Jumat, 27 Maret 2009

Personal Finance Symposium

Today’s financial tip is a simple reminder about how important it is to take advantage of opportunities to learn from others and to occasionally attend speakers, seminars, and films that might be a tad outside of your experience. In light of this, I would like to offer an invitation to each of you to attend our Personal Finance Symposium on April 22, 2009 in Columbia, MO. We are grateful for the participation of our speakers and, as you’ll see, we have quite the distinguished lineup for you. The list of speakers in the flyer below. If, however, you want to hear T. Boone Pickens speak at lunch you need to Rsvp to our symposium very soon in order to receive one of the limited number of tickets the UM System has made available for our attendees (address information at the bottom of the flyer). Or, as we are working with President Forsee’s “Energy Summit” in making the T. Boone Pickens’s speech available to our attendees, you may link to https://extweb.missouri.edu/NewWebReg/NewIntro.aspx?tp=1&u=3&p=111989&d=MMchl/c9viAmiqA4cpUc3g , to request a ticket through the Energy Summit. Either event is free ($0 is inexpensive) but we are requesting a Rsvp. If you would like to have lunch with us at the Alumni Center, we are asking for $10 to be paid in advance. Of course you are welcome to eat on your own and, of course, please register and bring a guest.

- Robert O. Weagley, Ph.D., CFP(r)
Chair, Personal Financial Planning
University of Missouri
Columbia, MO 65211

Kamis, 26 Maret 2009

To make it work, make money management personal

A couple posts related to money and behavior stood out in this week's Carnival of Personal Finance at Four Pillars. As JT at The Smarter Wallet and NCN at No Credit Needed point out, the first step to changing poor financial habits is learning what works for you.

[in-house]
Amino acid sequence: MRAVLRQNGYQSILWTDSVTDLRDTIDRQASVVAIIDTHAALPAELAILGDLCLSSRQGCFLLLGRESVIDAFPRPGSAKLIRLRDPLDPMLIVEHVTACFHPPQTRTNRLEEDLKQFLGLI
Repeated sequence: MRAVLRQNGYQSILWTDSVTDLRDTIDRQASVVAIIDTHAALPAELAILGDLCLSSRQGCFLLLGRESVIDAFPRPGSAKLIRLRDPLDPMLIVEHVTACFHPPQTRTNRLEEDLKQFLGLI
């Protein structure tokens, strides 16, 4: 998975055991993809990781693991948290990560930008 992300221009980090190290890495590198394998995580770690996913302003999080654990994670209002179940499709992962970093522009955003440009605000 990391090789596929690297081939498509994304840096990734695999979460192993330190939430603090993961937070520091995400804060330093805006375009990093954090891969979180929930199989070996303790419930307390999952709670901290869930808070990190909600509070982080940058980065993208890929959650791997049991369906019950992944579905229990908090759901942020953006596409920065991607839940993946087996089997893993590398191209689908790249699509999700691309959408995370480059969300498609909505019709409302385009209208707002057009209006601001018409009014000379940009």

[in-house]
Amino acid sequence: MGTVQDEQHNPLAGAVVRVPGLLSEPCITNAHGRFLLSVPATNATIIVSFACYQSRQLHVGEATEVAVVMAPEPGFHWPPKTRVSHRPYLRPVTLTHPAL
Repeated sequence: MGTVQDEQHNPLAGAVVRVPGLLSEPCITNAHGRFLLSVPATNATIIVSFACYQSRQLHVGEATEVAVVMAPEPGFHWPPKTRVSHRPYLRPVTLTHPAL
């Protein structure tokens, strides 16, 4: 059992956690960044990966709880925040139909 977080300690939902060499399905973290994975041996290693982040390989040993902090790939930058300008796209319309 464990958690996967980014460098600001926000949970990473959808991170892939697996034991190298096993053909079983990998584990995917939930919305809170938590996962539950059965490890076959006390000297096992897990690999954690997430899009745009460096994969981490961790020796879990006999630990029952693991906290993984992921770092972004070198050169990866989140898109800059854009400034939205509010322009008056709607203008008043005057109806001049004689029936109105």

JT tried different budgeting software with lots of categories, which worked okay. In the end, though, he found his own three-category system more effective for living within his means.

NCN, on the other hand, realized just seeing his credit cards increased his temptation to overspend. Simply moving his cards from the front of his wallet to the back increased his willpower and curbed his spending appetite.

Our "checkbook register" system
M and I struggled to manage our money until we went "old school"--using a paper checkbook register to track expenses. The register has no connection to our checking account (which I balance using Quicken). Instead, M simply uses it to log our non-fixed expenditures (groceries, gas, eating out, etc.) each month, which were the biggest culprit in getting us off track.

The register works well because it's the same method M used to manage her money years ago as a single mom. Back then she didn't necessarily balance her checkbook, but she used her register to figure exactly how much "extra money" she had beyond her rent, utilities, etc. to spend.

To M's credit, when we got married, she had little credit card debt and had even started saving for her daughter's college. And today our non-fixed expenses are far less than we ever thought they could be, helping us as we save toward our goal of someday buying a larger home.

The right method will stick
If your previous attempts at money management have crashed and burned, don't give up hope. You just haven't found the right method yet. Keep trying. If spreadsheets or software don't work, try paper, or vice versa. Experiment with different methods. Think "out of the box." An effective money management system is as personal as you are. When you find the right one, it will stick.

Jumat, 20 Maret 2009

Scaring Wall Street straight

Wall Street is "shuddering" as Congress moves to change the tax law and "claw back" those big bonuses to AIG employees. And they're not the only ones.

"If the government decides they don't like a guy, all of sudden they are going to tax you, and, boom, and it passes, that's seems a little scary," said Jay Leno while interviewing President Obama late night on Thursday.

It is scary, Jay. That's precisely the point. If you're a CEO, trader, or broker of a bank or insurance company in the "too big to fail" category, the message is loud and clear:

You DO NOT want the government involved in your business. So mind your risk exposure.